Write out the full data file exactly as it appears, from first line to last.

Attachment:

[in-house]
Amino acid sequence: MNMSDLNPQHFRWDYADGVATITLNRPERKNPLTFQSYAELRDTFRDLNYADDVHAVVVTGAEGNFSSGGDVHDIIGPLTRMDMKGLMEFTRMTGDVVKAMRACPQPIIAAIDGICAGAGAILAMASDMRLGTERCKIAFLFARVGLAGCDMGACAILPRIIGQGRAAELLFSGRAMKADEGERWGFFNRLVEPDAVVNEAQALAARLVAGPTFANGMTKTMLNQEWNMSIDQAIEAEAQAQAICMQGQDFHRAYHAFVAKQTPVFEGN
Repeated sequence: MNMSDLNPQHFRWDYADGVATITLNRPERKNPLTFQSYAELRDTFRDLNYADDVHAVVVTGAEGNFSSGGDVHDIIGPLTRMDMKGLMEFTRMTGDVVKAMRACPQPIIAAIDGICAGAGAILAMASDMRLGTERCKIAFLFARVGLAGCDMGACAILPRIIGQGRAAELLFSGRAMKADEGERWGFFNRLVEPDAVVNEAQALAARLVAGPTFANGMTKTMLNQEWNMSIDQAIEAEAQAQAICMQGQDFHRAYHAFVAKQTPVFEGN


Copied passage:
[in-house]
Amino acid sequence: MNMSDLNPQHFRWDYADGVATITLNRPERKNPLTFQSYAELRDTFRDLNYADDVHAVVVTGAEGNFSSGGDVHDIIGPLTRMDMKGLMEFTRMTGDVVKAMRACPQPIIAAIDGICAGAGAILAMASDMRLGTERCKIAFLFARVGLAGCDMGACAILPRIIGQGRAAELLFSGRAMKADEGERWGFFNRLVEPDAVVNEAQALAARLVAGPTFANGMTKTMLNQEWNMSIDQAIEAEAQAQAICMQGQDFHRAYHAFVAKQTPVFEGN
Repeated sequence: MNMSDLNPQHFRWDYADGVATITLNRPERKNPLTFQSYAELRDTFRDLNYADDVHAVVVTGAEGNFSSGGDVHDIIGPLTRMDMKGLMEFTRMTGDVVKAMRACPQPIIAAIDGICAGAGAILAMASDMRLGTERCKIAFLFARVGLAGCDMGACAILPRIIGQGRAAELLFSGRAMKADEGERWGFFNRLVEPDAVVNEAQALAARLVAGPTFANGMTKTMLNQEWNMSIDQAIEAEAQAQAICMQGQDFHRAYHAFVAKQTPVFEGN